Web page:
Silversmith said Burger King had also offered to train the immigrants for jobs in its restaurants. "We’ve definitely been open to recruiting Immokalee workers into the Burger King system," Silversmith said. "We have a variety of positions open in restaurants and in the corporate office in Miami. We’re not sure how the skills would overlap, but we’re trying to have a positive and constructive dialogue."

But Coalition members are generally uninterested in fast-food restaurant jobs.

"We’re not unemployed," said CIW farmworker and executive director Lucas Benitez. "We want dignity and we want them to take responsibility for the conditions we work in the fields."

The raise of one penny per pound would boost workers’ wages by more than 70 percent, from about 45 to 77 cents per bushel. Under contracts negotiated with Yum Brands and McDonalds, workers will make about $96 per day, while under contracts with Burger King, they will still make $56 for the same weight – 4,000 pounds of tomatoes.

Emanuel, 18, came to Immokalee, Florida from Oaxaca, Mexico a year and a half ago. As the workers packed up for their trip back to Florida after the Chicago events, he said the wages under Burger King’s contract are not enough to pay for rent, food and family needs. "That’s why we’re fighting for that one cent more," he said in Spanish. "It will make a real difference. We also need them to respect our rights."

His fellow Oaxacan, Francisco Venegas, 33, also interviewed in Spanish, said other migrant workers used to think the Coalition was "crazy," but now the Coalition is well-known and widely-supported, with achievements including the two major corporate agreements, scores of local protests to combat labor abuses, weekly meetings and a low-power radio station.

"[McDonald’s] had to come to the table because they knew we were going to win," Venegas said. "Now, Burger King."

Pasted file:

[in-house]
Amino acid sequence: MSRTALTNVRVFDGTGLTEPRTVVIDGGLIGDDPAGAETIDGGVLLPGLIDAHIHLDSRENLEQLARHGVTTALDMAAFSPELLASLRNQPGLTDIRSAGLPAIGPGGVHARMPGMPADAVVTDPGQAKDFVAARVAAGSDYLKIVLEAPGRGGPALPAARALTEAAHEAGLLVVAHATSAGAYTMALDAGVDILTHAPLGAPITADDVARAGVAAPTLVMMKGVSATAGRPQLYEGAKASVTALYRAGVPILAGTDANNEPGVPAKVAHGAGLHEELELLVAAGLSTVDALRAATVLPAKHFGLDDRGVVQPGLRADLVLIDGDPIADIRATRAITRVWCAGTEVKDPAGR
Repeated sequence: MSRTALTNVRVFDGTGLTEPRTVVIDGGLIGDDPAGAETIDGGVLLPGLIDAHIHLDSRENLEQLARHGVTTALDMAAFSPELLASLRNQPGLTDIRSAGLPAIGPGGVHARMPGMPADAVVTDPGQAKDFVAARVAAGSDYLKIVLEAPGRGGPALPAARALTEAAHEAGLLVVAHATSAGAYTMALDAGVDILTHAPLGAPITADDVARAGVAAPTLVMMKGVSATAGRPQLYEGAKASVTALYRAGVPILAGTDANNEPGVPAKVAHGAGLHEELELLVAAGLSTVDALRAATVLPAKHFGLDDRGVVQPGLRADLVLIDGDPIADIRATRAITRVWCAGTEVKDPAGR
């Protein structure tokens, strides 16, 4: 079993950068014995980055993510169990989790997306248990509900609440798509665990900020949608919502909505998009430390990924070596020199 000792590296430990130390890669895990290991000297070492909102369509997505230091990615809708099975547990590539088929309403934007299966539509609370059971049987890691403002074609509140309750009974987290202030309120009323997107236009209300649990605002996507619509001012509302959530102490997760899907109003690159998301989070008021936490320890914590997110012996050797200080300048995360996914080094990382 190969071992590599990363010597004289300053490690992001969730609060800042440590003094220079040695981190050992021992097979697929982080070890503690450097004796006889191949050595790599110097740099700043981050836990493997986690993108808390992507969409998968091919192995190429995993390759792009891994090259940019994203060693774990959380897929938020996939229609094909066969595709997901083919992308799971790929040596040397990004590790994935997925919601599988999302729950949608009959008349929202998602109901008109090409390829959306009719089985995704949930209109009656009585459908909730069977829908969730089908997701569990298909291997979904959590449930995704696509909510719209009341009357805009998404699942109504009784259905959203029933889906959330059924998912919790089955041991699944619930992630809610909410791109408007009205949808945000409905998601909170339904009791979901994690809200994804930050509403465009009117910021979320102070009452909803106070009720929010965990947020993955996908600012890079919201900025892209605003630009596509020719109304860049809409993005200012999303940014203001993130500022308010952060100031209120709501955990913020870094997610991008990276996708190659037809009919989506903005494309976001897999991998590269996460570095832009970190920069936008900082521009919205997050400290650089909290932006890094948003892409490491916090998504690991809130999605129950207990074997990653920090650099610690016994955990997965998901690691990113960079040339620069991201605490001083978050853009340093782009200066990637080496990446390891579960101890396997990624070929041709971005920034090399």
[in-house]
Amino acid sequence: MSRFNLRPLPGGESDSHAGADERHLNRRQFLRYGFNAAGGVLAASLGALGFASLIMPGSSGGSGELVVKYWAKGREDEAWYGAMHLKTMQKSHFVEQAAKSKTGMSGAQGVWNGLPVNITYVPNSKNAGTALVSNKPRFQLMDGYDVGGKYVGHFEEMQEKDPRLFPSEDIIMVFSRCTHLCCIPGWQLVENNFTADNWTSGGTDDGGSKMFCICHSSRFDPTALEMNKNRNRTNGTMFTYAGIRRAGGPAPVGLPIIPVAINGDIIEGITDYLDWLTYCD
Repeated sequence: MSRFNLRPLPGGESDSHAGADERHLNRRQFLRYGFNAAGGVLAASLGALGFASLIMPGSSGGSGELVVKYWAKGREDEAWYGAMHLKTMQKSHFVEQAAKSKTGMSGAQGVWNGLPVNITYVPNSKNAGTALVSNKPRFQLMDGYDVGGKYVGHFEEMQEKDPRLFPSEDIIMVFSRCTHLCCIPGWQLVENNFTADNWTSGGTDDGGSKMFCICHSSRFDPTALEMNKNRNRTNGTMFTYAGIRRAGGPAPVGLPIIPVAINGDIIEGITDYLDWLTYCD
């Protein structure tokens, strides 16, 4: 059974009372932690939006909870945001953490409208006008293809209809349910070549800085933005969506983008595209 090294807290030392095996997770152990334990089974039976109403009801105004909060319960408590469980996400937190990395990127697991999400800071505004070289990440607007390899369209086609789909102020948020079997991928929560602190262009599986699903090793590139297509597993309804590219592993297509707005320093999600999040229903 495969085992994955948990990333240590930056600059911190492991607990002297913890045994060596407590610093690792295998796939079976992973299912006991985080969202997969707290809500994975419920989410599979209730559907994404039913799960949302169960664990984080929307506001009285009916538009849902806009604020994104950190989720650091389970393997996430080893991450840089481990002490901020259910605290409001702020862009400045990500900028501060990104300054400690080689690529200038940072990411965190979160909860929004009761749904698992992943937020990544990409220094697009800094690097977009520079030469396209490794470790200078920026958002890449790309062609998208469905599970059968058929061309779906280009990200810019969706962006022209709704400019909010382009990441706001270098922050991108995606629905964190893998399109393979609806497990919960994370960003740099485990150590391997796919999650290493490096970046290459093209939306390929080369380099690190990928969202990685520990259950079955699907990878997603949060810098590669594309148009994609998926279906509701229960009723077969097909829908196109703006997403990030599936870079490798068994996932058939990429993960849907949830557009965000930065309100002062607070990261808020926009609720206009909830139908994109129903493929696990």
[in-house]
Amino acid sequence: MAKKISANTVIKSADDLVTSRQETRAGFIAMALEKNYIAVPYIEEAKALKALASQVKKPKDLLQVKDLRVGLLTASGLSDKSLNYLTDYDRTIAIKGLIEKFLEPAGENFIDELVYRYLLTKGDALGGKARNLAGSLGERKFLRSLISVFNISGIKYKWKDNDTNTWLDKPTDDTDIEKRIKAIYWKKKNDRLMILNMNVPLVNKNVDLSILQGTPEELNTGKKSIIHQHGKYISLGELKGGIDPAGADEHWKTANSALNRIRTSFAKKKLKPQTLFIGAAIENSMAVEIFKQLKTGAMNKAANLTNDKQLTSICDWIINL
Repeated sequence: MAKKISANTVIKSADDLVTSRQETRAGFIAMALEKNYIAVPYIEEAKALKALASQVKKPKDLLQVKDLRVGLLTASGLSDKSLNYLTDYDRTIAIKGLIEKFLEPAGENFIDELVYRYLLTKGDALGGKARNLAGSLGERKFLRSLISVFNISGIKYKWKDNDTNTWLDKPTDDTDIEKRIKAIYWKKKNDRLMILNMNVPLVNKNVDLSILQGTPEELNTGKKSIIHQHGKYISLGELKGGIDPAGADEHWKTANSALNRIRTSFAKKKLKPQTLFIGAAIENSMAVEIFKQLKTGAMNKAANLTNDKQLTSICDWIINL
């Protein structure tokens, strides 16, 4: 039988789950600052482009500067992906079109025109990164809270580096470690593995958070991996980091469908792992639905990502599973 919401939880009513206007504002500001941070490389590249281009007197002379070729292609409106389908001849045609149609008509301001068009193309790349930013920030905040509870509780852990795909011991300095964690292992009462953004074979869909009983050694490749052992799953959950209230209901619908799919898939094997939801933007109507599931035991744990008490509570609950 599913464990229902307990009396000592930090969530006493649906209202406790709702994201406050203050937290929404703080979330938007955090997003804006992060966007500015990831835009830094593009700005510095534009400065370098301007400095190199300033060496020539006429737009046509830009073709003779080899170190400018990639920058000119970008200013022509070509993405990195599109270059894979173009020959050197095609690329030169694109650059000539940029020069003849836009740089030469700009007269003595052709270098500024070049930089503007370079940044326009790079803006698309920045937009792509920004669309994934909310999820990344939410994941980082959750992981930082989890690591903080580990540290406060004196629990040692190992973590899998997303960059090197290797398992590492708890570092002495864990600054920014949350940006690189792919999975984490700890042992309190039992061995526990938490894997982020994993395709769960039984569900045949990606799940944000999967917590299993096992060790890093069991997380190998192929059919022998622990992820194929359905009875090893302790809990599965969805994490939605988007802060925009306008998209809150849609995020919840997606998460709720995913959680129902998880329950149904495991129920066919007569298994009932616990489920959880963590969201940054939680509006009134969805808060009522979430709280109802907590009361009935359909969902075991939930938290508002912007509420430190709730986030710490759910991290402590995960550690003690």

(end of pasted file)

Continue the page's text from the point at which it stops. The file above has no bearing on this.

Durango, Mexico native Francisco Aragon said he has seen definite changes in working conditions in the 15 years he has been traveling back and forth between Immokalee, where the tomato season wraps up by May, and Chicago, where he sells popsicles from a cart during the summer. "We get much more respect," he said in Spanish.

Coalition supporters held rallies at several Chicago-area Burger Kings on April 13, the day they had planned to picket McDonald’s corporate headquarters. McDonald’s did not respond to requests for an interview.

"McDonald’s and Taco Bell aren’t the whole fast food world," Benitez told the crowd at the carnaval, which was held in a concert venue because of the weather. "Today we are sending a message to Miami," Benitez added, referring to the city where Burger King is headquartered.

Invoking his personal hero Dr. Martin Luther King, Jr., Benitez said Coalition members would "walk like he would like to have seen us do, united toward a promised land."

"Right now that promised land is Miami," he continued. "We’re not going there to sunbathe, we’re going to get justice. When we’re all together, those giants are afraid of us."

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The NewStandard ceased publishing on April 27, 2007.


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Kari Lydersen is a contributing journalist.